Romelu Lukaku is returning to Chelsea, ten years after he walked through the doors of Stamford Bridge for the first time. When he first arrived, he was a promising 18-year-old who had scored goals for fun in the Belgian League for Anderlecht. He was fulfilling a dream, playing for the club he supported and with one of his idols in Didier Drogba. Of course, any football fan will know that he never really got his chance first time around at Chelsea. He made twelve appearances in all competitions and failed to score a goal in his first season. Spells at West Brom, Everton, Manchester United and Inter Milan have followed, all with goals to show and a Serie A title to his name. But he left England with his reputation tainted by a lack of form under, and falling out with, Ole Gunnar Solskjaer. A return to Chelsea had been mooted before in the summer of 2017, when Antonio Conte was looking to replace Diego Costa, after their tumultuous relationship had led the Brazilian-born striker to exile himself from first-team training until he was allowed to move back to Atletico Madrid. But Chelsea were not willing to pay Mino Raiola the same fee United were, and ultimately went for Alvaro Morata, and the less said about that the better. Lukaku returns to England and to Chelsea, however, now rated as one of the best strikers in Europe, having played a pivotal role in Inter’s first Serie A title since 2009-10.
That Scudetto was won under the management of Antonio Conte. And thinking about what might have been had Lukaku re-joined Chelsea, when Conte was in charge at Chelsea and just off the back of a title win kind of makes my blood boil. Because Lukaku would not be moving for the fee he is without Conte taking him under his wing and working with him to improve just about every part of his game. Previously criticised for having a poor first touch and lacking a more all-round game than simply scoring, Lukaku has flourished under Conte’s guidance in a team that was largely built around him. It’s a system that anyone who has watched Antonio Conte over the years would recognise. Conte has always had great success playing three centre-backs with wing-backs providing a lot of the team’s width. He brought this system with him to Chelsea and really has had a lasting impact on the Premier League. Nearly every team in the Premier League was using a back four and it took nearly a whole season for the rest of the league to catch up. But, as a result of Conte’s success at Chelsea, almost every team has a back three formation that they can use if need be. It is also a remarkably flexible formation as well; you can very easily adapt the number of players in midfield or in attack.
At Chelsea, Conte favoured a front three, as that would make the best use of his vital players like Diego Costa and particularly Eden Hazard. At Inter, that switched to a three-man midfield and two strikers up top. This might not have brought out the best in a player like Christian Eriksen, who prefers to play in a more advanced midfield role, but it did bring the best out of the two world class strikers he had at his disposal; Romelu Lukaku and Lautaro Martinez. Martinez could drop off and then use his pace and dribbling while Lukaku could occupy opposition defenders and win knockdowns off of long balls forward. It was a remarkably effective combination. In his two seasons with the Nerazzurri, Lukaku scored 47 league goals and made thirteen assists, including eleven last season alone. He has also changed his diet, worked with a new nutrionist and looks much leaner than his time in Manchester.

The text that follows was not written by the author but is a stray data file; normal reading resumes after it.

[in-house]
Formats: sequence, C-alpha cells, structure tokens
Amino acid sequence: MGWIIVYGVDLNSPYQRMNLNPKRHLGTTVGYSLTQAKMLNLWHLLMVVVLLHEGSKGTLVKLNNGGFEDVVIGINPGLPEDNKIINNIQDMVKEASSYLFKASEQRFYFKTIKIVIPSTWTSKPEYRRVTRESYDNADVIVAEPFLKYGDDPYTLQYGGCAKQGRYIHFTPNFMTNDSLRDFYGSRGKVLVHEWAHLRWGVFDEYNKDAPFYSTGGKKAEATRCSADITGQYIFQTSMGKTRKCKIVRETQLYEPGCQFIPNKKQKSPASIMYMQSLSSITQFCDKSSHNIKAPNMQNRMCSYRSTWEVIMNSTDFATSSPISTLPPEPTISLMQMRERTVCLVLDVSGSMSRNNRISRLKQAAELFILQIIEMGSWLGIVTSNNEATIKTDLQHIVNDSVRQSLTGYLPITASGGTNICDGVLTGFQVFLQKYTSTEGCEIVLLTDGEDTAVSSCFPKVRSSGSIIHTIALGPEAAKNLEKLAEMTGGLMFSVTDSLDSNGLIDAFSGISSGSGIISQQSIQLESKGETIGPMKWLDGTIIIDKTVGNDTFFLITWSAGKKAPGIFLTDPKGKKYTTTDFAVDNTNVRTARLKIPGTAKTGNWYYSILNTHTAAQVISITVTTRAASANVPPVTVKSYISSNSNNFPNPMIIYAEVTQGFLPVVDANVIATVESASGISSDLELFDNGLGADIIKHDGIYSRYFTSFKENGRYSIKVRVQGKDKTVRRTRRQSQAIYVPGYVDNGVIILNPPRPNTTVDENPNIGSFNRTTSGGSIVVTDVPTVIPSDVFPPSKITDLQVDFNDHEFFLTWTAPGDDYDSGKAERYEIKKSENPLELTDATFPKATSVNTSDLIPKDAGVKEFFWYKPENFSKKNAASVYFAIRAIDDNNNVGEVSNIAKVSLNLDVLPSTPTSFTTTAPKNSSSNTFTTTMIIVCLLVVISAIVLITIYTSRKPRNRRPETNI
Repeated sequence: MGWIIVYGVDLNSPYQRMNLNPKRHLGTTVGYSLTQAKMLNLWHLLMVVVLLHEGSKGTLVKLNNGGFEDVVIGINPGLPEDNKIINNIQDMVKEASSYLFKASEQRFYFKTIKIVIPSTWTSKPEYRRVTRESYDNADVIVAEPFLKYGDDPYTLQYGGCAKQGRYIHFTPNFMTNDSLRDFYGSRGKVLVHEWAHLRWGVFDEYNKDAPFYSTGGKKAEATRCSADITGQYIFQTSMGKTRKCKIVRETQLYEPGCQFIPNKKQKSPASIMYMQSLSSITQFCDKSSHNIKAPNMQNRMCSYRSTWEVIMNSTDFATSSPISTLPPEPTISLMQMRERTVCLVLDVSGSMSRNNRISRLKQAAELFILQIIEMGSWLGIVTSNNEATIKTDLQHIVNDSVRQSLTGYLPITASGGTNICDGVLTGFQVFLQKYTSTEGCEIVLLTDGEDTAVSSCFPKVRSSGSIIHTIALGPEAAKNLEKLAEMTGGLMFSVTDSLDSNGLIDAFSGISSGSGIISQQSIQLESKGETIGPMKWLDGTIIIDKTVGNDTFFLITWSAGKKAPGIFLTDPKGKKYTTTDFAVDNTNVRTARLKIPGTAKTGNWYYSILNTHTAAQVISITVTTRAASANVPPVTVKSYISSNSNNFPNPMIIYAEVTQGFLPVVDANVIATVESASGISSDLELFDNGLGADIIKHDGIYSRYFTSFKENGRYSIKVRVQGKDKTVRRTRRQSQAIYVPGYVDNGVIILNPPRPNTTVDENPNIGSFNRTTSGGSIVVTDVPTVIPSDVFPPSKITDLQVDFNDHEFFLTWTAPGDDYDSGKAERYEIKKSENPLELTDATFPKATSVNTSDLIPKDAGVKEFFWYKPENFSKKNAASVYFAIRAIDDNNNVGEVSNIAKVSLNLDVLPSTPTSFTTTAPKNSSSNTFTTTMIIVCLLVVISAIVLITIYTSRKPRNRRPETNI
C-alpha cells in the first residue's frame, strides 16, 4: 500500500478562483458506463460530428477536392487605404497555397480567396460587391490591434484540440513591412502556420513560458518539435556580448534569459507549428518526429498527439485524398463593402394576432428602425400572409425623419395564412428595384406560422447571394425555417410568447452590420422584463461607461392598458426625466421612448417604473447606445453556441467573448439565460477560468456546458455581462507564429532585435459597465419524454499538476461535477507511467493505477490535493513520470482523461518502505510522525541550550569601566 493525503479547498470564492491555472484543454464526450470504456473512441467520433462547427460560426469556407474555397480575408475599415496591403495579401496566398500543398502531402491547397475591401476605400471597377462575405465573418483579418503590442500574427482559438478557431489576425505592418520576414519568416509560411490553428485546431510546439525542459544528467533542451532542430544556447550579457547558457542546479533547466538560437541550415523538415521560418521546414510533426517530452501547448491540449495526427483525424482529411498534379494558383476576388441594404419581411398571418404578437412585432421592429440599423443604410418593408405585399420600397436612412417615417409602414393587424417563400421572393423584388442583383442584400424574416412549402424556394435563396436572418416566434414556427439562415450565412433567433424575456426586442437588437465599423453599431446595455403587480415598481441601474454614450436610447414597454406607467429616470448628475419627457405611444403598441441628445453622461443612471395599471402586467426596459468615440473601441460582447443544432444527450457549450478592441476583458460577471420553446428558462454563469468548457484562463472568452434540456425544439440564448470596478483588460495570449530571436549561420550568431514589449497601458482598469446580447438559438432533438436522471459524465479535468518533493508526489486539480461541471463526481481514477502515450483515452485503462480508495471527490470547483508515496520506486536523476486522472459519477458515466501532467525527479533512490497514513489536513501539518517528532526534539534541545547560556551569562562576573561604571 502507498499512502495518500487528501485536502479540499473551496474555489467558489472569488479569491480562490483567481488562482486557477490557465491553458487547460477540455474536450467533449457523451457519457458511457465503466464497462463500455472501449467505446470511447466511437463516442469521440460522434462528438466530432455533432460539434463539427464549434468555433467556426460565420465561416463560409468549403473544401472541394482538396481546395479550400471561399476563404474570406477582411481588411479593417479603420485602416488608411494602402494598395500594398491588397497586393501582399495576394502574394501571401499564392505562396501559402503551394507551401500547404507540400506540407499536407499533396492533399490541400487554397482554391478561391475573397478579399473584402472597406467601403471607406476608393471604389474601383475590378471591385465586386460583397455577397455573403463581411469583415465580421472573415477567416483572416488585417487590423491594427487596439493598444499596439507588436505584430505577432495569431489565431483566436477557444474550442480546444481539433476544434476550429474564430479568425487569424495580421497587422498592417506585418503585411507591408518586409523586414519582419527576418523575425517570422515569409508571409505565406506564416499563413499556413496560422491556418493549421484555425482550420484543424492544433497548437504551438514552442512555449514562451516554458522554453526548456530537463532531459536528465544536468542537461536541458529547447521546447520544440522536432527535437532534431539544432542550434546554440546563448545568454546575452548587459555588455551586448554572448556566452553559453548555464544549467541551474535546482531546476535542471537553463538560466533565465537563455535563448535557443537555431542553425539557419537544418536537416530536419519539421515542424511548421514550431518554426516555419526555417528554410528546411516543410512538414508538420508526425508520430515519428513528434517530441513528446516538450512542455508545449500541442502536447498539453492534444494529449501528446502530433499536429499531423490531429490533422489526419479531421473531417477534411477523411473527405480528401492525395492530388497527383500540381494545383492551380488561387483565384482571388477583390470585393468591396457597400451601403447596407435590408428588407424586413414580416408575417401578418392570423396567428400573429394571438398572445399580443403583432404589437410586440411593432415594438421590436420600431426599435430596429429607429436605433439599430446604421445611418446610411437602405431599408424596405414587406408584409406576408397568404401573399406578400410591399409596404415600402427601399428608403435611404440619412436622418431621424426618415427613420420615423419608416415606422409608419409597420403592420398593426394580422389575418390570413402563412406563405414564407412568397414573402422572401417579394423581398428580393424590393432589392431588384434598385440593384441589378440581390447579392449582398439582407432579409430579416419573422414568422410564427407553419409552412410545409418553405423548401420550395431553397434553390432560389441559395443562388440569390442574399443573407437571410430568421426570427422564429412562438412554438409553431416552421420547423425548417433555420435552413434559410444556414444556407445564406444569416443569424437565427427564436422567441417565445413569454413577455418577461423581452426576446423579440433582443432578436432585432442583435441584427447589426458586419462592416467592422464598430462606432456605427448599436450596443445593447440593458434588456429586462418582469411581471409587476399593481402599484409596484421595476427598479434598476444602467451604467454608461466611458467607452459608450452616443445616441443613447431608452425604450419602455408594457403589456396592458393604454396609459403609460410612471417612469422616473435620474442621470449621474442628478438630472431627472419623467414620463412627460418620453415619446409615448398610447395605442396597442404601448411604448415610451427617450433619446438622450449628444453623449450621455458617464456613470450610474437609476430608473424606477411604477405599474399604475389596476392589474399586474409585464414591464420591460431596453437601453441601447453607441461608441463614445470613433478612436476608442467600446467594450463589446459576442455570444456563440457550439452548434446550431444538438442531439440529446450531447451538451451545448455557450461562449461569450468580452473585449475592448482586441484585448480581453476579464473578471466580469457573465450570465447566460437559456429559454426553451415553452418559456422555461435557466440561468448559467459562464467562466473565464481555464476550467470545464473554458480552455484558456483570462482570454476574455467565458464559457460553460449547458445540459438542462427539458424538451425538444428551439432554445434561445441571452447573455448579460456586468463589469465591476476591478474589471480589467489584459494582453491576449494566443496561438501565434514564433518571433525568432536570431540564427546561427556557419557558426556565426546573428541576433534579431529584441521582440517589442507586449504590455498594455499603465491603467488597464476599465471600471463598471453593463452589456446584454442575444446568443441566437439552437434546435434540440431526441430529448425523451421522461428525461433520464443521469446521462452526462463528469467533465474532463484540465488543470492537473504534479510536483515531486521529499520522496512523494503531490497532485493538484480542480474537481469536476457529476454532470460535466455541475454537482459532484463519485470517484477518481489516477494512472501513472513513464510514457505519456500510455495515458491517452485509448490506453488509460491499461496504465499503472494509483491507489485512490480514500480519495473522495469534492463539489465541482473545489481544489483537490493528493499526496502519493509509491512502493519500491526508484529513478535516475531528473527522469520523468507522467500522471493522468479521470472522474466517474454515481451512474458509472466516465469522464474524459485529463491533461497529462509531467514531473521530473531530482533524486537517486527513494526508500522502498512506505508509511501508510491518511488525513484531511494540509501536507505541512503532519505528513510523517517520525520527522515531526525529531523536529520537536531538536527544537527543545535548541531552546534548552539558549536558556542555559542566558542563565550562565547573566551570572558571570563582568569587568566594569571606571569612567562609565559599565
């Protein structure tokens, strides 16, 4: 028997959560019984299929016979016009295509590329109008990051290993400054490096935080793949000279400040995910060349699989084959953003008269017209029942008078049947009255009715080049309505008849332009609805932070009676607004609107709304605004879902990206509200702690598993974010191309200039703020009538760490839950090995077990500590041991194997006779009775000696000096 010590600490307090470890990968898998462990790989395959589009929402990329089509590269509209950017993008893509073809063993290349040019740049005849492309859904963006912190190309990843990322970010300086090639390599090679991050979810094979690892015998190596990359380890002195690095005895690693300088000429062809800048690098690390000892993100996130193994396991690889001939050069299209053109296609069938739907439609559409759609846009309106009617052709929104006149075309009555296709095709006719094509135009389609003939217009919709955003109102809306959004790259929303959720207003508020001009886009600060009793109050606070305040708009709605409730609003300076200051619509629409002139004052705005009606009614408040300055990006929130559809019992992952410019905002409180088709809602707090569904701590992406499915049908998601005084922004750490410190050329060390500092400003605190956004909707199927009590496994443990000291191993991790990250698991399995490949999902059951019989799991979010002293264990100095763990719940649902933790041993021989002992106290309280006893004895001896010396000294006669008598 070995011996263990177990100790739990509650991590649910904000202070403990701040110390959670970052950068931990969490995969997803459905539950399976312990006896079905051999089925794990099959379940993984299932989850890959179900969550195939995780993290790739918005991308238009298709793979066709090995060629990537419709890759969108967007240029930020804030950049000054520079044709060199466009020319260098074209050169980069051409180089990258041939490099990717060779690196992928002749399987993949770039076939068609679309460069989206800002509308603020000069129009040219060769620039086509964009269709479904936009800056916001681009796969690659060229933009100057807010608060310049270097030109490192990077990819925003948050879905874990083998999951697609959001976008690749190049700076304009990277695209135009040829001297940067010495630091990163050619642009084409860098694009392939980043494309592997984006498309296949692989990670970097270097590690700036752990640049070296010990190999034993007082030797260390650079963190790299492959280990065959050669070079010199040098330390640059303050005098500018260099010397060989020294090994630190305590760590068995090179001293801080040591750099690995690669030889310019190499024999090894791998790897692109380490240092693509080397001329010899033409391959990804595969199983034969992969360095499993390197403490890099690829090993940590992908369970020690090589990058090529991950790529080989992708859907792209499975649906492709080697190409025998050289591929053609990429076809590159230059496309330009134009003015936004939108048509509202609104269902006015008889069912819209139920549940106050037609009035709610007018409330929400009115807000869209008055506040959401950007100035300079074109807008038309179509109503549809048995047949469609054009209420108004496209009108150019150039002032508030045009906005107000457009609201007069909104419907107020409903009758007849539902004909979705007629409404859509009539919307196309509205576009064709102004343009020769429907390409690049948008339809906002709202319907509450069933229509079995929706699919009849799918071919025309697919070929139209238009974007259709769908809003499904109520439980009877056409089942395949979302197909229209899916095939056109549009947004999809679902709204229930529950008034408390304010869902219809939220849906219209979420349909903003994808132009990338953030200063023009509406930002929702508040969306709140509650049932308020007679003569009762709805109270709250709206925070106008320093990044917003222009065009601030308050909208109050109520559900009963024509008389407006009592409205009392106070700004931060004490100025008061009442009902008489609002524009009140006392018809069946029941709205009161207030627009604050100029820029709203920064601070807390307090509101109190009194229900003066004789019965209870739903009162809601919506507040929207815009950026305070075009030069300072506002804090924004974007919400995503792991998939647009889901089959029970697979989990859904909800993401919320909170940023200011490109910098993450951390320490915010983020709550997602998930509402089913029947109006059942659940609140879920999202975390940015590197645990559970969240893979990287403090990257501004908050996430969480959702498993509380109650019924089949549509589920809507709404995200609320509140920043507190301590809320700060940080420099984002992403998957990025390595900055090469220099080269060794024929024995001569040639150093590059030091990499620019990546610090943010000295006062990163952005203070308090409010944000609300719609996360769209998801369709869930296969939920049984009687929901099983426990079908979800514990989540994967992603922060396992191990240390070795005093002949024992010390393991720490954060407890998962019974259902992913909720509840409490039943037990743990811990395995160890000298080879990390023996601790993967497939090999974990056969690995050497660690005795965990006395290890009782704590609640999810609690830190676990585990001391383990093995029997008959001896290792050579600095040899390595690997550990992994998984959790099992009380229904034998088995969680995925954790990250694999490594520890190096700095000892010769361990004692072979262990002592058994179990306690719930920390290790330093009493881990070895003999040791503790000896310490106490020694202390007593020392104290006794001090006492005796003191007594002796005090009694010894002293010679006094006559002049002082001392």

Ever since Diego Costa left the club, Chelsea have been looking for a striker to take his place; without much success. Morata suffered from injury and a catastrophic loss of confidence that he never recovered from. Olivier Giroud was an exemplary professional who contributed some immense goals in his time at the club, but he was never going to be a long or even mid-term solution. With the arrival of Lukaku, Chelsea will have a proven goalscorer leading the line, who could also bring the best out of the rest of the players there. While Timo Werner struggled to recapture his Leipzig form at SW6, he was leader in combined goals and assists for the club last season with 26. His best form at Leipzig often came when he played in a strike partnership, similar to what Lukaku and Martinez were able to create at Inter. Kai Havertz could be used as a more traditional number ten or even as a box-to-box midfielder, making late runs into the box from deep a la Frank Lampard or Steven Gerrard. Bringing Lukaku into the squad only improves Chelsea’s options in attack. Thanks to the flexibility of the formation that Tuchel has implemented at Chelsea, he can switch up his player’s positions to best suit whatever team they face.
Chelsea were a formidable cup team last season thanks to the defensive improvement under Thomas Tuchel, but the number of chances that were created but not converted was a major problem. For that reason, Tuchel put the purchase of a world class striker at the top of his list. Lukaku is a world class striker that turns this Chelsea side into real contenders for a first Premier League title since 2017.